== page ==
Hi, No it should all work OK from your optical drive....Have you set the BIOS to boot from CD and NOT from the Hard drive?Some distros come on DVD rathere than CD so you will need to have a DVD reader in your machine if this is the case.Regardspaws

Edited by paws, 14 December 2007 - 03:22 PM.

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#9 coffeemetalcode

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Posted 14 January 2008 - 07:40 AM

OK, I made sure to change the boot order so that it boots from the CD/DVD drive first and I get the message: "media test failed. press any key to reboot" The CD drive should be good (it was fine when tech folks were trying to recover data from the current, defunct hard drive). Could it be a memory issue? It's only running 256 MB of RAM Thoughts? Thanks. Dave

#10 paws

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Posted 14 January 2008 - 04:32 PM

Hi Laptops can sometimes be uncooperative this way! Your 256 Mb of RAM should be OK Why not stick a new hard drive in and see how you go? A neat solution if you don't want to bother with dual boot but want a proper install of Linux is to have 2 hard drives each in its own caddy (ebay) with an OS of choice on each. Its only a moment or two to switch them over but make sure your machine is off and all wires and battery out before doing so. This is how I operate on one of my laptops and it works well Regards paws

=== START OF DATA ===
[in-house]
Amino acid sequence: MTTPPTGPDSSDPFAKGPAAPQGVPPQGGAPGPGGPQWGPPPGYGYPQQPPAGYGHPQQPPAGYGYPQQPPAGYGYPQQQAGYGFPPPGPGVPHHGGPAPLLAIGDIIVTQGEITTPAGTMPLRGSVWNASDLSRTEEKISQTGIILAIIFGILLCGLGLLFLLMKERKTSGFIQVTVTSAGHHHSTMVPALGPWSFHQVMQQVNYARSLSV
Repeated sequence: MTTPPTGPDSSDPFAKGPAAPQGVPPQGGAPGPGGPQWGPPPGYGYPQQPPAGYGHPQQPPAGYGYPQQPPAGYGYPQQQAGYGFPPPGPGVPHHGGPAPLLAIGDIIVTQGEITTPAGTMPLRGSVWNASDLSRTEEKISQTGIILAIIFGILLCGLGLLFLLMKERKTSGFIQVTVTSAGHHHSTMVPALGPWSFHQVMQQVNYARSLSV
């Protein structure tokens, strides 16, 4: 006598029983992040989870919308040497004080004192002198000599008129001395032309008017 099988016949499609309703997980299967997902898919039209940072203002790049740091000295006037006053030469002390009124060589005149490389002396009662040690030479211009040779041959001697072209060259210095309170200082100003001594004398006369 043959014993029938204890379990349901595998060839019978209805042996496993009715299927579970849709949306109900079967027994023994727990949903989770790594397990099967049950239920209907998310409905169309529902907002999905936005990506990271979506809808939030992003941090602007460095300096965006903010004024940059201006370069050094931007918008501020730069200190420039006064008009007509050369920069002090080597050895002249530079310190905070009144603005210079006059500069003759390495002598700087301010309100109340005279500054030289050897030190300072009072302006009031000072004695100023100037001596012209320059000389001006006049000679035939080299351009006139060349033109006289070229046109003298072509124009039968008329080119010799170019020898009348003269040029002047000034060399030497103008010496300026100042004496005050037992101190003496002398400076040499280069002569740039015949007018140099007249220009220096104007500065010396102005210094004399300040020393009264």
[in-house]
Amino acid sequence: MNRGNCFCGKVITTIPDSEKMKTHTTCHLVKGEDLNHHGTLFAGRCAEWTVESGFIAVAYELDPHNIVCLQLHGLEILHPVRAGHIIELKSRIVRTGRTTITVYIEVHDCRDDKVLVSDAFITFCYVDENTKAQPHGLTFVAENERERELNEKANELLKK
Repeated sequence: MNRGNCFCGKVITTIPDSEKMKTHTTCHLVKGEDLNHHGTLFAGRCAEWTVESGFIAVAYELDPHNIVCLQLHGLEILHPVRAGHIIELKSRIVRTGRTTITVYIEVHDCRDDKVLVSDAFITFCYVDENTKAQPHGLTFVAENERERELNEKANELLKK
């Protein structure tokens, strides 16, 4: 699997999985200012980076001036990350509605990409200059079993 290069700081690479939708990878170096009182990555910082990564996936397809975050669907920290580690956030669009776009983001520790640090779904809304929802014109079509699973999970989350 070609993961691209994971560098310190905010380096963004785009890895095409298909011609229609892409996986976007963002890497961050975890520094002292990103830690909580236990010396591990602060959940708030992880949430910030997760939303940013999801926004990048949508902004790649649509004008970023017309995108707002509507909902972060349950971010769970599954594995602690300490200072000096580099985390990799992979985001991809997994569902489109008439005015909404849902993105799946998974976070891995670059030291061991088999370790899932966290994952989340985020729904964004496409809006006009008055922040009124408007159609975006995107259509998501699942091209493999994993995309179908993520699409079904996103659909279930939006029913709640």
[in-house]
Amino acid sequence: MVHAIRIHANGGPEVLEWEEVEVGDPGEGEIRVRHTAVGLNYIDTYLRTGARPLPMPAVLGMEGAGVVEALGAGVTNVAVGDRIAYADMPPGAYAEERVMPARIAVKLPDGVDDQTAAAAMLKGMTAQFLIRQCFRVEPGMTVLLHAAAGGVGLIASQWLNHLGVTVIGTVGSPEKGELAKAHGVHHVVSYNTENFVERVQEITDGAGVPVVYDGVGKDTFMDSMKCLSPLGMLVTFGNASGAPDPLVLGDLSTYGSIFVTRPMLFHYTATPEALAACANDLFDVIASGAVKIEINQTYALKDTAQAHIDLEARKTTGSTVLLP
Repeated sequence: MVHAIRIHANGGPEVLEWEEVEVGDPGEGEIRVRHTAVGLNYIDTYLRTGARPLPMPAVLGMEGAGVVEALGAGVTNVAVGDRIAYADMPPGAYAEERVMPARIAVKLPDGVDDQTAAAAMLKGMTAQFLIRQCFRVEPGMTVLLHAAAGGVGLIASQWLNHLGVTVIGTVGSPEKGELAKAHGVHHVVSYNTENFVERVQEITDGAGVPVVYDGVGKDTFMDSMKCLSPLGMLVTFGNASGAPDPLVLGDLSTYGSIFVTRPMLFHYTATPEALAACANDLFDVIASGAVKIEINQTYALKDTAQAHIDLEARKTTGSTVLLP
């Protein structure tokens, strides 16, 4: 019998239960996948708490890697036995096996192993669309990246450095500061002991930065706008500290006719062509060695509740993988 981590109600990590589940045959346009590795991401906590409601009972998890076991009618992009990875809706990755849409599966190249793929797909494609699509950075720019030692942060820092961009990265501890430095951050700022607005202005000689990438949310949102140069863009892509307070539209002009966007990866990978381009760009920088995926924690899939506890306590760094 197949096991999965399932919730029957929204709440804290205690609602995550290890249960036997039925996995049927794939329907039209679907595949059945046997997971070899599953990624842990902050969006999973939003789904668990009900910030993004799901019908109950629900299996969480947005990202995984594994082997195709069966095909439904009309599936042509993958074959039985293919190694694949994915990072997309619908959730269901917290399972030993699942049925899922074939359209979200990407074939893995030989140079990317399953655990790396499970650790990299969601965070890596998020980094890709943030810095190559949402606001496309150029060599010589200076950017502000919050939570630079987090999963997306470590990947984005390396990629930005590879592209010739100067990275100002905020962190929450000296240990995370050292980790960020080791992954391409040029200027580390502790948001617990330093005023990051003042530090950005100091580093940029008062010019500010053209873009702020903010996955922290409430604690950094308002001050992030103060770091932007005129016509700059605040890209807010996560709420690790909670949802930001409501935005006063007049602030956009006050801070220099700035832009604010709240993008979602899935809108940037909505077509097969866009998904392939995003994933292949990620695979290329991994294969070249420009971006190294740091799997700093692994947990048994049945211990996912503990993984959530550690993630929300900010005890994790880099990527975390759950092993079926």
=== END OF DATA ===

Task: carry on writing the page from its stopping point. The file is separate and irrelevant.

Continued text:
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#11 coffeemetalcode

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Posted 14 January 2008 - 10:46 PM

Okay, I'm set. I'm going to put a new hard drive in and see how it goes. I've thought of going the route you suggest, with more than one drive, but for now, I think I'm going to use this as a dedicated Linux machine so that I may learn the ropes so to speak. I'll probably want to set up a Windows partition, at least initially however. I'm sure I'll have questions when it comes to that. Thanks for your help thus far...all of you. Dave

#12 paws

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Posted 15 January 2008 - 02:47 AM

Good luck :thumbup: Regards paws
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#13 LDDI

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Posted 19 February 2008 - 07:06 PM

Just to add my two bits, I've tried a few (fifteen) different Linux distros and the ones at the top of my list would have to be Mandriva, Ubuntu, and Sabayon. All in all, I'd probably recommend Mandriva over Linux if you're used to using Windows. While the transition is easy no matter what you use, Mandriva comes with an automatic tool for the migration process. I'm not sure if Ubuntu also has this as I've only recently started to try it out. And as everyone has said, good luck! :thumbup:
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#14 VigienLen

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Posted 08 May 2014 - 12:26 AM

I have been used Windows and I have read your post just now. I think i can have a try Linux.